The exhibition, which has already been displayed in Venice and Zagreb, Croatia, was previously shown at Smith Warehouse in April.


Department News


Monastic Architecture and the City

Sano di Pietro, San Bernardino Preaching in Front of the Church of San Francesco at Siena, 1427, Hall of the Cathedral Chapter, Siena.

Caroline Bruzelius, Anne M. Cogan Professor of Art History, spoke at the colloquium Monastic Architecture and the City, October 10-11, 2013, at the Universidade de Coimbra, Portugal. Bruzelius presented “Preaching, Building, and Burying: Mendicant Friars and the Reshaping of the Medieval City.” Ludovica Galeazzo, part of the Visualizing Venice group, spoke on “The Augustinian Nuns of Santa Caterina dei Sacchi in Venice and the Growth of Dynamics of the Urban Fringe.”

The religious orders were once very widespread throughout the world. Today, one of the most visible aspects of that presence is their architecture. Monasteries, convents, colleges and other religious houses are important channels for the creation and interpretation of art, architecture and culture, and indeed much study of the religious orders has taken place through those disciplines. These institutions also had an important territorial and urban dimension, however, that has not been adequately valued. This symposium aims to explore precisely this perspective, looking at monastic architecture as an urban and territorial organism.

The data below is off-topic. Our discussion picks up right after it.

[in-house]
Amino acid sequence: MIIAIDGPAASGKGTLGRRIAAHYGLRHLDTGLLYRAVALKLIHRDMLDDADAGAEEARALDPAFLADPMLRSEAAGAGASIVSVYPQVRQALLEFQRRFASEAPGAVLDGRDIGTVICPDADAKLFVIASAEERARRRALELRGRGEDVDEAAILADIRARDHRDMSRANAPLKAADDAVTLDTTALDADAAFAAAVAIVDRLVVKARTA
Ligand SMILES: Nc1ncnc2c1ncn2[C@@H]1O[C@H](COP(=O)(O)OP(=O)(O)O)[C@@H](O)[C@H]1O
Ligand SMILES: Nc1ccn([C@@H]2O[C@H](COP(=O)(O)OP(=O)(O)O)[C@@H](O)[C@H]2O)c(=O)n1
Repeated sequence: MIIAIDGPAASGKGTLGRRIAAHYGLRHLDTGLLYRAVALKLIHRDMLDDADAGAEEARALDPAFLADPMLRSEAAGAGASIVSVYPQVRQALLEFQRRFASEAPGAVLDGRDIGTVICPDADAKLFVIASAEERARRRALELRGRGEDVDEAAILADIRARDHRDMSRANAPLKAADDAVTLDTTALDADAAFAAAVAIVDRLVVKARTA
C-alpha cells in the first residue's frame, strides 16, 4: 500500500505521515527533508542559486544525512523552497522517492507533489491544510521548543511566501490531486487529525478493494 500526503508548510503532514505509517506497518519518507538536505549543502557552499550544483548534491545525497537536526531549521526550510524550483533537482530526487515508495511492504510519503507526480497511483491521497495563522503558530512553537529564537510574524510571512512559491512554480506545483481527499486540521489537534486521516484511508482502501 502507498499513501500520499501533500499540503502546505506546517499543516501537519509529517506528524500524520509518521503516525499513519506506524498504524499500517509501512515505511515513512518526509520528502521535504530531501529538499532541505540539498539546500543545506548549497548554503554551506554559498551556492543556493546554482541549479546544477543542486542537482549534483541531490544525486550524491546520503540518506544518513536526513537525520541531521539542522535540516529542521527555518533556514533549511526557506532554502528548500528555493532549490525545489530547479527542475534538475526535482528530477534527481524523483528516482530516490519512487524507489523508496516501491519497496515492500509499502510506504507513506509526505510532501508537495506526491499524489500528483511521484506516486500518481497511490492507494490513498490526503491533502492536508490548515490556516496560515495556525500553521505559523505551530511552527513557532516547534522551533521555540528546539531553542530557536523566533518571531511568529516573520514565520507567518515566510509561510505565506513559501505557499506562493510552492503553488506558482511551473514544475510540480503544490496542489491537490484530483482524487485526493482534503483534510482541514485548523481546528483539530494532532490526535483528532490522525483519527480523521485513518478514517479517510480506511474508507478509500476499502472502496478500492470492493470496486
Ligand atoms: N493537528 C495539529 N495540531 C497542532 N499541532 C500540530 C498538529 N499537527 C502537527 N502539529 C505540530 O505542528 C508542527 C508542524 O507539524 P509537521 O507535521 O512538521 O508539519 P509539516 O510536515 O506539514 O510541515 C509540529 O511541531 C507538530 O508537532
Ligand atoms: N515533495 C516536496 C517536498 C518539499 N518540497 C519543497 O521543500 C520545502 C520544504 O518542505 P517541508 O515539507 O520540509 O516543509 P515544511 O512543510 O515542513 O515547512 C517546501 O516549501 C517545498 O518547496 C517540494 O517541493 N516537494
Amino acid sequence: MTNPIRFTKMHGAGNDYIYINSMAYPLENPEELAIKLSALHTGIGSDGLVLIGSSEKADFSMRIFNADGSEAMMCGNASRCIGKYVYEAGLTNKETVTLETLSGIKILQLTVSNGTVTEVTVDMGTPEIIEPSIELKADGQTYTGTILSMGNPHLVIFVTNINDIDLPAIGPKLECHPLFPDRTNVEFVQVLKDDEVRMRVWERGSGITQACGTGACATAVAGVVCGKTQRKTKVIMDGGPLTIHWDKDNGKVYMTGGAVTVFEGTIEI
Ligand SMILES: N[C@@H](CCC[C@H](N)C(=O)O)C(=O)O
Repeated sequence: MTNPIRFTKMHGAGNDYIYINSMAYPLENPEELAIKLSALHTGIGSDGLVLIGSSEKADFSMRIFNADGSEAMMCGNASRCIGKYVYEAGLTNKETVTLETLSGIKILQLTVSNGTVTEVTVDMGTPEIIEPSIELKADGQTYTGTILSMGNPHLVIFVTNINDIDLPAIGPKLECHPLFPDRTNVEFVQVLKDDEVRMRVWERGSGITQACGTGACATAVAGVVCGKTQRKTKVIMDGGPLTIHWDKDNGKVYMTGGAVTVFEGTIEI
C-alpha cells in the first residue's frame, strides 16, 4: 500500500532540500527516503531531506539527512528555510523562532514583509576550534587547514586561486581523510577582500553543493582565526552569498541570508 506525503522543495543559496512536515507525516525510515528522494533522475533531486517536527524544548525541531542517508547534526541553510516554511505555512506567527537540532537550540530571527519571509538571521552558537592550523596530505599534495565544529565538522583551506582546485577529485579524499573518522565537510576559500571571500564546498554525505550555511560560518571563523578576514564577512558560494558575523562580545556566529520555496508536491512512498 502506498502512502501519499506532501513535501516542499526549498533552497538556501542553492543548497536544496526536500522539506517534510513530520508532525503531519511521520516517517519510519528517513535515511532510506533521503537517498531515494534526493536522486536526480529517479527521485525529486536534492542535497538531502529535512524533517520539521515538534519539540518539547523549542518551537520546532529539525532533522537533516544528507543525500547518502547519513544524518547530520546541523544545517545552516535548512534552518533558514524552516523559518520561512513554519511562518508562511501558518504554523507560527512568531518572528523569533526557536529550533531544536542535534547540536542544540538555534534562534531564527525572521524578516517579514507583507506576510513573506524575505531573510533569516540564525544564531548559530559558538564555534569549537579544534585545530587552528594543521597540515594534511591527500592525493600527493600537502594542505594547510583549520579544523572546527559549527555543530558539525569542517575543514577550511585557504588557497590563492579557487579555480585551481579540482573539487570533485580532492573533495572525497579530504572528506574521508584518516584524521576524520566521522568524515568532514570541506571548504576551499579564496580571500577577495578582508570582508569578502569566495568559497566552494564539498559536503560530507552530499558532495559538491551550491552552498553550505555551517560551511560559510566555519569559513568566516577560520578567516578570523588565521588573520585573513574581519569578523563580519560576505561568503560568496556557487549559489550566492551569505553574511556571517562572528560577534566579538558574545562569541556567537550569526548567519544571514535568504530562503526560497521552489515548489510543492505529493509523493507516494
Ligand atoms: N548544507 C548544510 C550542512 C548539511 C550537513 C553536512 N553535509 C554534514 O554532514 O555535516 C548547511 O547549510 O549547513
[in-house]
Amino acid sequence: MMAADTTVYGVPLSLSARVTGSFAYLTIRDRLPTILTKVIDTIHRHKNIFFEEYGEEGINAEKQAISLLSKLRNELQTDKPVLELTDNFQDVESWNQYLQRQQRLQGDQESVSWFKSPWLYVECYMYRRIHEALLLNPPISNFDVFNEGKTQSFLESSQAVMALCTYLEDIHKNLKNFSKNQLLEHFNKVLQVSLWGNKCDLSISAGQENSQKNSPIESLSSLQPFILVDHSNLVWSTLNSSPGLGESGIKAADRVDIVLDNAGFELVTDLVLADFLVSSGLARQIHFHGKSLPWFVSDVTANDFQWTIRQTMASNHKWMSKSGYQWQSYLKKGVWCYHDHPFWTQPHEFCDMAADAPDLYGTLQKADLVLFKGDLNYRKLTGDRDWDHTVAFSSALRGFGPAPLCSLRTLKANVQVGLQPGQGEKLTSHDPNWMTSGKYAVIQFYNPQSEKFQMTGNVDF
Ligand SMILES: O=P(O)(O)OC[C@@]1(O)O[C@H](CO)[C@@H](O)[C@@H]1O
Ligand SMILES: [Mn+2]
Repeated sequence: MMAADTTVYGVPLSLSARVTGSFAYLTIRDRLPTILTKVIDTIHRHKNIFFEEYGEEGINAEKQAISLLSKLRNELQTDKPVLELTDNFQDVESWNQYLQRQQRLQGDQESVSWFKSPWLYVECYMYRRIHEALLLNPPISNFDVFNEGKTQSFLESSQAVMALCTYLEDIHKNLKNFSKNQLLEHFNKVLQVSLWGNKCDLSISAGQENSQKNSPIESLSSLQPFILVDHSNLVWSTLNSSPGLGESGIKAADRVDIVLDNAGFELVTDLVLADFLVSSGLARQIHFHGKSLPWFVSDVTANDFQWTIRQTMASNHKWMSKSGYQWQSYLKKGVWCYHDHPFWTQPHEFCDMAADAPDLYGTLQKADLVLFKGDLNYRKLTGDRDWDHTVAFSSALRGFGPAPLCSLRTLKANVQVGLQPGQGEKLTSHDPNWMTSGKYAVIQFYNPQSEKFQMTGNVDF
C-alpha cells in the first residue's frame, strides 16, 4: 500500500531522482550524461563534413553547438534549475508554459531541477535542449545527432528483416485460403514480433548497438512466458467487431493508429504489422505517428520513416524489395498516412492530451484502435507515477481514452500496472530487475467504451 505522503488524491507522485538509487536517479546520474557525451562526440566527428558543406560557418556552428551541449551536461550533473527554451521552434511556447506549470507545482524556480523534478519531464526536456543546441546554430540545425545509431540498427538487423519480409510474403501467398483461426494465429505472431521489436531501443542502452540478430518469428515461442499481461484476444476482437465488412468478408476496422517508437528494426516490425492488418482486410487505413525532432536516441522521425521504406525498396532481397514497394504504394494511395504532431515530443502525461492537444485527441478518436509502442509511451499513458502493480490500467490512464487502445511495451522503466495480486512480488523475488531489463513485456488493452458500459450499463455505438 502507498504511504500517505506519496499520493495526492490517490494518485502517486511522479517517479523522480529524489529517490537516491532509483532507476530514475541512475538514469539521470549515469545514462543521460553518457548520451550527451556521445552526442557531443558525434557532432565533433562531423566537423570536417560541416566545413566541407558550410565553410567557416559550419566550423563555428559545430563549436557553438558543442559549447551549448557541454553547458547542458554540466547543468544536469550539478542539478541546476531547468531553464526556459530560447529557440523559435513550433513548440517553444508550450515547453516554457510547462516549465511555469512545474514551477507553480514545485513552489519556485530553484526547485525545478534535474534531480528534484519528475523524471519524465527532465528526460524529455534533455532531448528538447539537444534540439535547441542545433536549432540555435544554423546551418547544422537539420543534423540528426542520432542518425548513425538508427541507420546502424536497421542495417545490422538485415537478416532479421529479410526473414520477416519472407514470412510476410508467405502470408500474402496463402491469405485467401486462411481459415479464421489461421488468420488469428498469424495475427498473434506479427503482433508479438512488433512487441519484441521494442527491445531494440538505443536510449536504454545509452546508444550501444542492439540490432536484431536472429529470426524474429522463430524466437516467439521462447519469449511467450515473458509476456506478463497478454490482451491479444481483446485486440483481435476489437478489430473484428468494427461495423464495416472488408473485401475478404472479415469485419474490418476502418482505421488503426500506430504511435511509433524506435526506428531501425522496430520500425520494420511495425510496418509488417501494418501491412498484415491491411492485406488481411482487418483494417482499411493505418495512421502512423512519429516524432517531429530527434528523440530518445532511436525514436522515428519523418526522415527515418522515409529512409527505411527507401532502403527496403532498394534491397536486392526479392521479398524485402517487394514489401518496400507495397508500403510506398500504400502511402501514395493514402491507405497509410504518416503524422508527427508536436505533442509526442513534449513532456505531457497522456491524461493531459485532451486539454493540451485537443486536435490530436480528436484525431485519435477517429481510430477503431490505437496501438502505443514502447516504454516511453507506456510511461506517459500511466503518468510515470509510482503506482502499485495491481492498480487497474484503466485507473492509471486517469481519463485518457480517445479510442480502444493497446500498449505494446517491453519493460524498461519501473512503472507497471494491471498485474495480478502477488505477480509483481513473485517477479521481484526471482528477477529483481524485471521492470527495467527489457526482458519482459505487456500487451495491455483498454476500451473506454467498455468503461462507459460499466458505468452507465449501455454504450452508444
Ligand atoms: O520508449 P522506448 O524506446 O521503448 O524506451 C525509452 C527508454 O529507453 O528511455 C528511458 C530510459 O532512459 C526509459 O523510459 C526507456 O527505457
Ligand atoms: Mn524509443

New Book: The Liberation of Painting: Modernism and Anarchism in Avant-Guerre Paris

The Liberation of Painting: Modernism and Anarchism in Avant-Guerre Paris, by Patricia Leighten, Professor of Art History and Visual Studies, has just been published by University of Chicago Press.

The years before World War I were a time of social and political ferment in Europe, which profoundly affected the art world. A major center of this creative tumult was Paris, where many avant-garde artists sought to transform modern art through their engagement with radical politics. In this provocative study of art and anarchism in prewar France, Patricia Leighten argues that anarchist aesthetics and a related politics of form played crucial roles in the development of modern art, only to be suppressed by war fever and then forgotten.